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Words from Winterbilt

Distrust of government and a military coup?

Shannon Bohrer

(3/2017) We know that we have some differences. Our beliefs about our politics are a good example of the differences that we sometimes discuss and argue about. Why we discuss and argue about our differences is very obvious; it is because we have very strong beliefs, not just about what we believe, but also about the way we think things should be. Of course what we have in common is that we know that our beliefs are correct and the other side is wrong.

Even with our known differences, I was somewhat taken back when I read that nearly one third of Americans, to some degree, would support a military coup against the United States of America. While I just recently heard about this, my first thought was more fake news. So I went to my trusty sources, on the internet and I found - that it was true. The poll was taken in 2015.

My first thought was WHY? Why would anyone think that a military coup against the United States of America is a good thing? If we experienced a successful military coup, any rights, privileges or liberties that we currently enjoy, would be gone. To those who believe that a revolution and military coup would be good for them, or the country, I have to believe they are very misguided and/or delusional. The history of military coups tells us that they are not waged by benevolent leaders. A coup is a power grab and any winners are just that, more powerful than the losers. And after they have more power, they tend not to share….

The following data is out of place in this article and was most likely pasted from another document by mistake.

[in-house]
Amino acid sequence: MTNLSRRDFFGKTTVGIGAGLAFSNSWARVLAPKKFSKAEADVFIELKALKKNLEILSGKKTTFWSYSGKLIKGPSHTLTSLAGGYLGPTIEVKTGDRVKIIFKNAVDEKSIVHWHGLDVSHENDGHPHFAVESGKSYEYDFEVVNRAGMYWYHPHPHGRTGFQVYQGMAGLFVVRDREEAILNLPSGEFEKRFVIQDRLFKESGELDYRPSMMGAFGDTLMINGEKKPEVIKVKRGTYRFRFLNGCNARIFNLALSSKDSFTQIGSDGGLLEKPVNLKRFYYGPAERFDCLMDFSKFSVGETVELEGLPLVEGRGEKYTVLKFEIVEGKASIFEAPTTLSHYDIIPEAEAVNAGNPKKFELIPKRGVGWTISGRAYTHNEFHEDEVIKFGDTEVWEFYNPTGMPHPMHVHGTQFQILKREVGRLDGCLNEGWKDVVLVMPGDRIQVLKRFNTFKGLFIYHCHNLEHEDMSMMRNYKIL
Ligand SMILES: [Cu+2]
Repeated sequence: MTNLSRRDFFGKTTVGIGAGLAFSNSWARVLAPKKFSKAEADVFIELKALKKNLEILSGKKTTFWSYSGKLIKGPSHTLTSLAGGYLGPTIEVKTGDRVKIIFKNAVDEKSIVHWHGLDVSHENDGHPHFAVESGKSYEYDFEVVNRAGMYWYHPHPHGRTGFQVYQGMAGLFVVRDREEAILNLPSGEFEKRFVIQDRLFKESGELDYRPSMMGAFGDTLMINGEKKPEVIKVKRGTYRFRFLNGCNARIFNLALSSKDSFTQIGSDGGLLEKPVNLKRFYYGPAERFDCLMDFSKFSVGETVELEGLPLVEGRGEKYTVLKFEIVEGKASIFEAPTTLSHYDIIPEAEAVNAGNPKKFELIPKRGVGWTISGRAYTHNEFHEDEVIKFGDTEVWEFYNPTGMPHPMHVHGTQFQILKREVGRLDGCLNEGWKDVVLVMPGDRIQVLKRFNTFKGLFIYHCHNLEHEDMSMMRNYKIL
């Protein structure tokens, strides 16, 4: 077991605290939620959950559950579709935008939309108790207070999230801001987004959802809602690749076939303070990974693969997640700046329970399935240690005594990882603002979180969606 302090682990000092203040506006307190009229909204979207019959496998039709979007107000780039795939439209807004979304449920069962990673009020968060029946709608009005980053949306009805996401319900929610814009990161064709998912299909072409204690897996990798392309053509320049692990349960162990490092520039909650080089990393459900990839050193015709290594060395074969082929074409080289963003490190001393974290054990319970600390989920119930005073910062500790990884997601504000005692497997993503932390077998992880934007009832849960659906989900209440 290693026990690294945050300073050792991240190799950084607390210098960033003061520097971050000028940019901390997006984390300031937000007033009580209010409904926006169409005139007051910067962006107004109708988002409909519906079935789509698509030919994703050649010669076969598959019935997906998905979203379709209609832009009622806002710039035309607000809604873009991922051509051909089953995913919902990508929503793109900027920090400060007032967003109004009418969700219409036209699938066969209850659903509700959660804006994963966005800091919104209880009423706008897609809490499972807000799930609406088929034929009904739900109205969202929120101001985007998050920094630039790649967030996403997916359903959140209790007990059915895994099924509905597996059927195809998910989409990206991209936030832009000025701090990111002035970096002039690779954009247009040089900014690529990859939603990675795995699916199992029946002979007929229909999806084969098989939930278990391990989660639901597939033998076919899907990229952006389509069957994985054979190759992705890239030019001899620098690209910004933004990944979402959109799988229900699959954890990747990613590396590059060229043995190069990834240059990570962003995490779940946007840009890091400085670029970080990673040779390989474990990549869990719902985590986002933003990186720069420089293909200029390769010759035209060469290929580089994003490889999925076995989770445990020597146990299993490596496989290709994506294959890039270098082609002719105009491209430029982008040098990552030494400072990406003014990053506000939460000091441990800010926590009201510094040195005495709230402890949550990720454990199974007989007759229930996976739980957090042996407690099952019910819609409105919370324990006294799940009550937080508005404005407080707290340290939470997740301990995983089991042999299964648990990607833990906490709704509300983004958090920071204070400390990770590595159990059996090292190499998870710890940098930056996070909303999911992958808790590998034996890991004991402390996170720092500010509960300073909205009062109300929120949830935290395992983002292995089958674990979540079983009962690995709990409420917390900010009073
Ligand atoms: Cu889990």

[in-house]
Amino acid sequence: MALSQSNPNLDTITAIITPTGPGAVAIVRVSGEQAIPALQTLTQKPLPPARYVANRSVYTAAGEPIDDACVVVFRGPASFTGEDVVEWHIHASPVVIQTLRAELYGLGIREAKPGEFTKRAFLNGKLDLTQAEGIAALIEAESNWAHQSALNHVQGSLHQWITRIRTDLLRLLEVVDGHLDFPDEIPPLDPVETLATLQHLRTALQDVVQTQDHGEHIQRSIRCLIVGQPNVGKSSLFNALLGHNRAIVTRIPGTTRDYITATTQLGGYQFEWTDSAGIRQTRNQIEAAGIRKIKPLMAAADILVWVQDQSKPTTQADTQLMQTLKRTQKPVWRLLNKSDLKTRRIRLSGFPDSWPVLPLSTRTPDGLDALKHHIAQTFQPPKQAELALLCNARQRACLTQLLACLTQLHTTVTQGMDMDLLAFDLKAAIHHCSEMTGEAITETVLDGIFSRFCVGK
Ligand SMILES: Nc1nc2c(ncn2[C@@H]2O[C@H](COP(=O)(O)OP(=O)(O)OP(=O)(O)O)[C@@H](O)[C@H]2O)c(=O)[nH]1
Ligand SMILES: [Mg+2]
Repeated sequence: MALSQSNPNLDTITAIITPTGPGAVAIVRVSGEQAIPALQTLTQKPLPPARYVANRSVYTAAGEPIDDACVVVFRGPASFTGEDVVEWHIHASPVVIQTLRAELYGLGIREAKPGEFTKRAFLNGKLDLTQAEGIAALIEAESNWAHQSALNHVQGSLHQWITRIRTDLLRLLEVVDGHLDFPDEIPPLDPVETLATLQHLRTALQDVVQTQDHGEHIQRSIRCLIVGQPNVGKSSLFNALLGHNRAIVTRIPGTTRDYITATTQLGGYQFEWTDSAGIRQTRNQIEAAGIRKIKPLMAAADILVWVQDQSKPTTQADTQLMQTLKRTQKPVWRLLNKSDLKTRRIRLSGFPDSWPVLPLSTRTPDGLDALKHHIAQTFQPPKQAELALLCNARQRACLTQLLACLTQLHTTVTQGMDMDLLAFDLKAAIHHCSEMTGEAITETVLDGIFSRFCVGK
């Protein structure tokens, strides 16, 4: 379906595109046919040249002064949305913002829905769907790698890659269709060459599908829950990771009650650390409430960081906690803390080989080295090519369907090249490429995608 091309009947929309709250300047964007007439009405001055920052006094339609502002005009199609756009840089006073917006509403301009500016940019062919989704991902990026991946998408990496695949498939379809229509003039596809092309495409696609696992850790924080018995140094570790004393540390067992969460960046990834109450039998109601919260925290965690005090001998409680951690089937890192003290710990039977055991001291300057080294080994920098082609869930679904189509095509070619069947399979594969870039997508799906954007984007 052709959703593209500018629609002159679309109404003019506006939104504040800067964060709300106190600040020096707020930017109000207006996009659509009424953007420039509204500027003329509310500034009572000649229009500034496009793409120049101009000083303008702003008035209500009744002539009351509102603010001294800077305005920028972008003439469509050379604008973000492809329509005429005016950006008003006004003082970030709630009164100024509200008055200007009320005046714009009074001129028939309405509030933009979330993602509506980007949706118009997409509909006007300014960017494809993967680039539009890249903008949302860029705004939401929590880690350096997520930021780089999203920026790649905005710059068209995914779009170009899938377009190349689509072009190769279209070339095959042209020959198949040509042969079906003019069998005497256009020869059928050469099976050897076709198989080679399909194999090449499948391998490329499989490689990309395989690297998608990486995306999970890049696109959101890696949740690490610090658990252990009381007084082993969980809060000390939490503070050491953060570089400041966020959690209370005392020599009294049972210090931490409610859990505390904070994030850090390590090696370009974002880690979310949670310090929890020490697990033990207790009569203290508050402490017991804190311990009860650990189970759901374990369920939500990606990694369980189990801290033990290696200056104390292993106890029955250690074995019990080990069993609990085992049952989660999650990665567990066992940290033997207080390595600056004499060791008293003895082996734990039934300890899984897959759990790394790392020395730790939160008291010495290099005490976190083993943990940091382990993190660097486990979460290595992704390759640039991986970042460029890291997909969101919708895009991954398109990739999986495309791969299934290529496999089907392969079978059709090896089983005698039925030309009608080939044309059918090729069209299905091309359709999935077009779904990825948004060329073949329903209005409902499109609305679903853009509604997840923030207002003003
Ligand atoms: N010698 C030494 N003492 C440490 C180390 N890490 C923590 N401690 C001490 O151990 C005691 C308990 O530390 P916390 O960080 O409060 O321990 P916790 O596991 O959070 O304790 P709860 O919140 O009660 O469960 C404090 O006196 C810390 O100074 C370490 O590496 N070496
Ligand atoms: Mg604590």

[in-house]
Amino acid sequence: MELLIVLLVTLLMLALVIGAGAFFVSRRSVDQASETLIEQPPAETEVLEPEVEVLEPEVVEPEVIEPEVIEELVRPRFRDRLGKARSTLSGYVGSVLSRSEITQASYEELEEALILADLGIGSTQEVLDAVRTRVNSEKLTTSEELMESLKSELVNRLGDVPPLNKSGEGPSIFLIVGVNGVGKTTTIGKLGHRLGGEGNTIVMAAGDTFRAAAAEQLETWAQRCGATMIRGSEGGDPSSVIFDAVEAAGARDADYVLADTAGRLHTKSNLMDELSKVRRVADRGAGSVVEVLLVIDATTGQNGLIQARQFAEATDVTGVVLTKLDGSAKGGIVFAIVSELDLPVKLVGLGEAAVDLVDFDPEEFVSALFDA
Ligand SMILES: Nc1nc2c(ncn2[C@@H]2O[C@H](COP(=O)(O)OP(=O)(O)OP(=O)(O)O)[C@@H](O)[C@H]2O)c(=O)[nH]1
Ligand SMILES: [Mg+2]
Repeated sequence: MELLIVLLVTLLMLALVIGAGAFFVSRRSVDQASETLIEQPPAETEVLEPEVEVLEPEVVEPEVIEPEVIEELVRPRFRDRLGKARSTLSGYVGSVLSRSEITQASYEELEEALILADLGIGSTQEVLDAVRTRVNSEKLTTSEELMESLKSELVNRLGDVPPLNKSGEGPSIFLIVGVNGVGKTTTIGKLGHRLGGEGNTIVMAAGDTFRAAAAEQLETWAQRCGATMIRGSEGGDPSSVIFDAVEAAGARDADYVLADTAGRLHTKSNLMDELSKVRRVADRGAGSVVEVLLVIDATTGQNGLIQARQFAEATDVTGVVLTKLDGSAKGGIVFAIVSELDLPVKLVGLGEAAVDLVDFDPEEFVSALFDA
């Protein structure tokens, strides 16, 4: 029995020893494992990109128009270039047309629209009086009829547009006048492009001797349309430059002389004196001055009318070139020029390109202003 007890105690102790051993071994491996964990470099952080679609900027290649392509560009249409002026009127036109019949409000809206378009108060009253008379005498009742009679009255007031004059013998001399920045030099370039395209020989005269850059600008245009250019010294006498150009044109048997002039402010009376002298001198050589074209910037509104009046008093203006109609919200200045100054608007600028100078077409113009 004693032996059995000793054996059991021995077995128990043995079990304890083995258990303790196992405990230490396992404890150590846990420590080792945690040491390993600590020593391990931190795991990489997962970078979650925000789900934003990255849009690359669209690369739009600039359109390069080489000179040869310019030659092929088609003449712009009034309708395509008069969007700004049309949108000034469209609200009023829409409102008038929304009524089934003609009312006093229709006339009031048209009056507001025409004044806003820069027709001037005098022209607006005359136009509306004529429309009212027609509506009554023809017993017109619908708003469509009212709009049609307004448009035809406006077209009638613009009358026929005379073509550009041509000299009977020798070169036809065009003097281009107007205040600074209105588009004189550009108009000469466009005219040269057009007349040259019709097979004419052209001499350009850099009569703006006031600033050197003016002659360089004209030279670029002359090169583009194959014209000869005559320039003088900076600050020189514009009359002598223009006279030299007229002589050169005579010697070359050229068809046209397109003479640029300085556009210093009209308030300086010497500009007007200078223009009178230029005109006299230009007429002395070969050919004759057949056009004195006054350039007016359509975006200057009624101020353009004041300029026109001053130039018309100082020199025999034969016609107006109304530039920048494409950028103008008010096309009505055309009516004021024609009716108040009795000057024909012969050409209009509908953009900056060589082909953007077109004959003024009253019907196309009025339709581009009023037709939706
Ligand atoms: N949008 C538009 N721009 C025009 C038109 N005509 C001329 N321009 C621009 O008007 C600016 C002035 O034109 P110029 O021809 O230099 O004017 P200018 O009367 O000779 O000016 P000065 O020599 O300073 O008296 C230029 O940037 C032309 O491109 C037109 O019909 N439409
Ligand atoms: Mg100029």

So I started thinking - what does it take for someone to be so upset with our current government and think a military coup would be a good thing? Yes, we have differences, but how does someone come to such a radical belief? Remember, the poll was taken in 2015 and at that time we were early in a presidential election. Did that influence this poll? Could our political divide be so strong and entrenched that people really believe that a Military government would be better than the government we have, or had?

Our history tells us that we started having political differences very early in our history, starting with our third president, and we did not even have parties then. So the fact that we have differences is not new. Has our divisiveness divided us to the degree that we see the other side as an enemy? Even if each side sees the other as the enemy – a military coup is not a solution for either side.

A large complaint with the current party in office is that the opposition party is not working with them. And to some degree they are correct, but they seem to forget their own past. When President Obama came into office his support from the opposing party was not just non-existent, the opposition made it their goal to be destructive. Their stated goal was to oppose and obstruct everything he did.

In 2009, on President Obama’s inauguration day, a dinner party was held where 15 of the top republican leaders gathered. The leaders worked out a plan, which they made public. The plan was to oppose, obstruct and block anything the new president did, to ensure that he would be a one term president. They kept their promise but he was still re-elected. Of course since the one term presidency did not work, four years later they changed the goal to just make his presidency a failure. Did it work?